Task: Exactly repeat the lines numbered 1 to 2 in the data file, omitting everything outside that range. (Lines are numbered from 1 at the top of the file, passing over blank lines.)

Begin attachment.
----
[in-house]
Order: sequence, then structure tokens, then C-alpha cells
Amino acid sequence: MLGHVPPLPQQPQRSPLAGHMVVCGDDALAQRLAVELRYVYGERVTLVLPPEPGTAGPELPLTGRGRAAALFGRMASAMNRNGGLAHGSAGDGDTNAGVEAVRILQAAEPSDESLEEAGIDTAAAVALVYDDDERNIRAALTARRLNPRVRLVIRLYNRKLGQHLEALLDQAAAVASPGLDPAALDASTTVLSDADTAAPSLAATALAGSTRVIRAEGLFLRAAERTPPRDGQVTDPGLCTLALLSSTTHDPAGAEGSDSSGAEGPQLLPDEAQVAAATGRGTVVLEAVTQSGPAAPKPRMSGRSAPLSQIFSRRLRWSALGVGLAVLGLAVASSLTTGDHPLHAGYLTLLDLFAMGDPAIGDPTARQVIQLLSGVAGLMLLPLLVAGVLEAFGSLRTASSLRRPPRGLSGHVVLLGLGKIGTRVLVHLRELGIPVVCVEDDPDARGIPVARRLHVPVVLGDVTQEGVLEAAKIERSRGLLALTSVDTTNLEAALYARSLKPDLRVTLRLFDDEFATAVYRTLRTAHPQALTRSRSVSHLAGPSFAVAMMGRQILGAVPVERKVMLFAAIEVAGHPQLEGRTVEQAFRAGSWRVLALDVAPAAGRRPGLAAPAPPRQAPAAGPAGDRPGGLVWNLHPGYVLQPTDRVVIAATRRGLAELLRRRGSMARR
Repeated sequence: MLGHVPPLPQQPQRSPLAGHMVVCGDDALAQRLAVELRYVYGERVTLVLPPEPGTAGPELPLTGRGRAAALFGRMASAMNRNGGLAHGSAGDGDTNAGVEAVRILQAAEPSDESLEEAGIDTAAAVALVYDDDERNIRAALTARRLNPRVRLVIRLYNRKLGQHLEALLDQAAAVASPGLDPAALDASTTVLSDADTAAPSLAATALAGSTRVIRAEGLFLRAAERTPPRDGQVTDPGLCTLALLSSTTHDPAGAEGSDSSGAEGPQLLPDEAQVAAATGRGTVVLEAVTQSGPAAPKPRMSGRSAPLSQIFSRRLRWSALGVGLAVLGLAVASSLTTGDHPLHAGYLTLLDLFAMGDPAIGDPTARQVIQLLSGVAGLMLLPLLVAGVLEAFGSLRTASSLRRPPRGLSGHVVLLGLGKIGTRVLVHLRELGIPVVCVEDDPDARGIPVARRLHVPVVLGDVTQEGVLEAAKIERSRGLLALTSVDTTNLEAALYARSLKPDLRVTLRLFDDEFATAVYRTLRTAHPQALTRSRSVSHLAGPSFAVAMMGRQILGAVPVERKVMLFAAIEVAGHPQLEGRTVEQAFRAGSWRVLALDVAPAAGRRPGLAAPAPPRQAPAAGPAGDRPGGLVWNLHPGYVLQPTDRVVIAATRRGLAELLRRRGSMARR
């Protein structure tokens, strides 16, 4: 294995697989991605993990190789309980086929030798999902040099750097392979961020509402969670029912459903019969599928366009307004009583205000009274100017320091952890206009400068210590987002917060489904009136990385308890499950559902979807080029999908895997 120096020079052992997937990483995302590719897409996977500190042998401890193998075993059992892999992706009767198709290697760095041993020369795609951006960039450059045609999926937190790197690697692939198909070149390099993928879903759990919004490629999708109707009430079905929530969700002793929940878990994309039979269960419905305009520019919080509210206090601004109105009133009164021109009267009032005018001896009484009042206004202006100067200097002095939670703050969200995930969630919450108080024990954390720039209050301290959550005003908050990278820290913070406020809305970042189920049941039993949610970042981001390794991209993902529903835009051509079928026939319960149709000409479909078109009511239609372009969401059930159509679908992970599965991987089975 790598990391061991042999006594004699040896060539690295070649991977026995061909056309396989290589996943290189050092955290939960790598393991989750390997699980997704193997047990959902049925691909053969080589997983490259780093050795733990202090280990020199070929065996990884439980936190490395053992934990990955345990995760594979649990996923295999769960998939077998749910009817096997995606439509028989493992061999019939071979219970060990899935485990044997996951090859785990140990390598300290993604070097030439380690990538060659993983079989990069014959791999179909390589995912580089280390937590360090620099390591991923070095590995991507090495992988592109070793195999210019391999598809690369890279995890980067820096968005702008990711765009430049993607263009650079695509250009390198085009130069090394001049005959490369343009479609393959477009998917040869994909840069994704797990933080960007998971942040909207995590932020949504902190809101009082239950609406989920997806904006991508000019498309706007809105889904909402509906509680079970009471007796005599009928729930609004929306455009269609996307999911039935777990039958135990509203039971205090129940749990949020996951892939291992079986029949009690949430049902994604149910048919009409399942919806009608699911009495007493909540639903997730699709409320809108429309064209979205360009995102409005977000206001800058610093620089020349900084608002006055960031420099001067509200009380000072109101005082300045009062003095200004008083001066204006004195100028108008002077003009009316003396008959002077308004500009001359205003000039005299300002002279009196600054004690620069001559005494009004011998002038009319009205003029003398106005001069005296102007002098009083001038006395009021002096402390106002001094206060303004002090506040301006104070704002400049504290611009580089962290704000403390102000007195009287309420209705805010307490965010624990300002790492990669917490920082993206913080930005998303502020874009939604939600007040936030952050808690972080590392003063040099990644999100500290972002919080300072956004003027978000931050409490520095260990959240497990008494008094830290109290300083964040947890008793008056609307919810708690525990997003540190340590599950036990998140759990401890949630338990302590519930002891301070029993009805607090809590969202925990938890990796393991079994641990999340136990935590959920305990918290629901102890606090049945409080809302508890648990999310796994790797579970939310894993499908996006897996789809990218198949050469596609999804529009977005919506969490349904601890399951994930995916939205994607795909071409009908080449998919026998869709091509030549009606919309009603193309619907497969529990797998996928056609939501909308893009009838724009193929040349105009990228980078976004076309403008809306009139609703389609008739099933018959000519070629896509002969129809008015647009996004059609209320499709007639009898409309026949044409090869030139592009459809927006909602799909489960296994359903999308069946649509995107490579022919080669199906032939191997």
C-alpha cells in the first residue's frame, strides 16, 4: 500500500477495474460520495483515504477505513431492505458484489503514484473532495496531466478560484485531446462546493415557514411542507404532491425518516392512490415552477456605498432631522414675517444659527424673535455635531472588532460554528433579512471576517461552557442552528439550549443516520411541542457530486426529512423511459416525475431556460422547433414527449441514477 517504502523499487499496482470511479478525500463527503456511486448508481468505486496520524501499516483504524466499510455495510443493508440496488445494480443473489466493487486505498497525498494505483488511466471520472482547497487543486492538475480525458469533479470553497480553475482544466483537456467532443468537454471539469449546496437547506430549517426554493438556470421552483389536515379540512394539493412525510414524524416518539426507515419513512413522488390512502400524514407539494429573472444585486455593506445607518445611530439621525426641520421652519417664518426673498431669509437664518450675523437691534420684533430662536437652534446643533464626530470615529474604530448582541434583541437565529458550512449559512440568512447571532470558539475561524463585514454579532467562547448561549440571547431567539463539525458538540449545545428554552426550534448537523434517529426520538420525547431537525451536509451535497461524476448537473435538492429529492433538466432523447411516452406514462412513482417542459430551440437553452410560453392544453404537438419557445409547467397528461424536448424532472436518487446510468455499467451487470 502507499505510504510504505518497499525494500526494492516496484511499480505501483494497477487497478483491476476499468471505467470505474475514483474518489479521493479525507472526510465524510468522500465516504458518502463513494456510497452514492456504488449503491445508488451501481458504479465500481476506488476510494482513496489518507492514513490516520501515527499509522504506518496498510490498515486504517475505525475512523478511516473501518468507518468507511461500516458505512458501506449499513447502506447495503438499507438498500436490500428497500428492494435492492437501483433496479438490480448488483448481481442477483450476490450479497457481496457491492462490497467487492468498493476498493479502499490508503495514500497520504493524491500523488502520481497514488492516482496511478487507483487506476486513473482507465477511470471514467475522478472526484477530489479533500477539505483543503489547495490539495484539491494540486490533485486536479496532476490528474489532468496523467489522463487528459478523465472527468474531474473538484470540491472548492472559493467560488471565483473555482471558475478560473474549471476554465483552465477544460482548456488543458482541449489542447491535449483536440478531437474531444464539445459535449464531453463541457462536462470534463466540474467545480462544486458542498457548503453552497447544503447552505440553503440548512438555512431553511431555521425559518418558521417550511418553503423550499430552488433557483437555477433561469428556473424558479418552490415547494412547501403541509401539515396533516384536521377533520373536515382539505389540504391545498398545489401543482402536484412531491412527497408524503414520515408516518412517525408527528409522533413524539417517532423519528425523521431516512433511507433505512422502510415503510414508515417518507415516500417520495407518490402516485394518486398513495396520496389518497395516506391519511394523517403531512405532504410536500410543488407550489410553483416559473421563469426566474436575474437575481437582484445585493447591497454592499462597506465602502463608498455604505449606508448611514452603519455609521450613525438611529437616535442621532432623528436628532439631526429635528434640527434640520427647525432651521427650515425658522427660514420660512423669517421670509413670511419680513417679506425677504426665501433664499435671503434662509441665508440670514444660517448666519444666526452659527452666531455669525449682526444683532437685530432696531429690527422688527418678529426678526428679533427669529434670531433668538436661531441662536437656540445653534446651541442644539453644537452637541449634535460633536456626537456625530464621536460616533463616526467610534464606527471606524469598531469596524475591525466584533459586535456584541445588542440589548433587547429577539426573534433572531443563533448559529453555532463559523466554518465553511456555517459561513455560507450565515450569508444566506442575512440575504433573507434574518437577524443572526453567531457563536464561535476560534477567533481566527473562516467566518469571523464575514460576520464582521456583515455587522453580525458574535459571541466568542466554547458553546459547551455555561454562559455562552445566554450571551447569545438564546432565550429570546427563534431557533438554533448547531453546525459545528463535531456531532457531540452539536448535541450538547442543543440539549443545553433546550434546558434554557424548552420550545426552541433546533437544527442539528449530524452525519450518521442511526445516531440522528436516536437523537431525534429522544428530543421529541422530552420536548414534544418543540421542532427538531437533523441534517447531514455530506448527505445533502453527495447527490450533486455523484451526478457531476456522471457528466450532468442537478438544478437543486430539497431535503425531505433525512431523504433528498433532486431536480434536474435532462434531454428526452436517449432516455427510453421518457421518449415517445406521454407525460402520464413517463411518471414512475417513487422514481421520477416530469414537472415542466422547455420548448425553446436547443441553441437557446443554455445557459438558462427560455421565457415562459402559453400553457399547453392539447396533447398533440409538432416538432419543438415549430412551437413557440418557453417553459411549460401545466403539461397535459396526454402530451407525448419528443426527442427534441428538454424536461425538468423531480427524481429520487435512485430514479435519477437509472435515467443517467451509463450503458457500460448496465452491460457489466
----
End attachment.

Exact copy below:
[in-house]
Order: sequence, then structure tokens, then C-alpha cells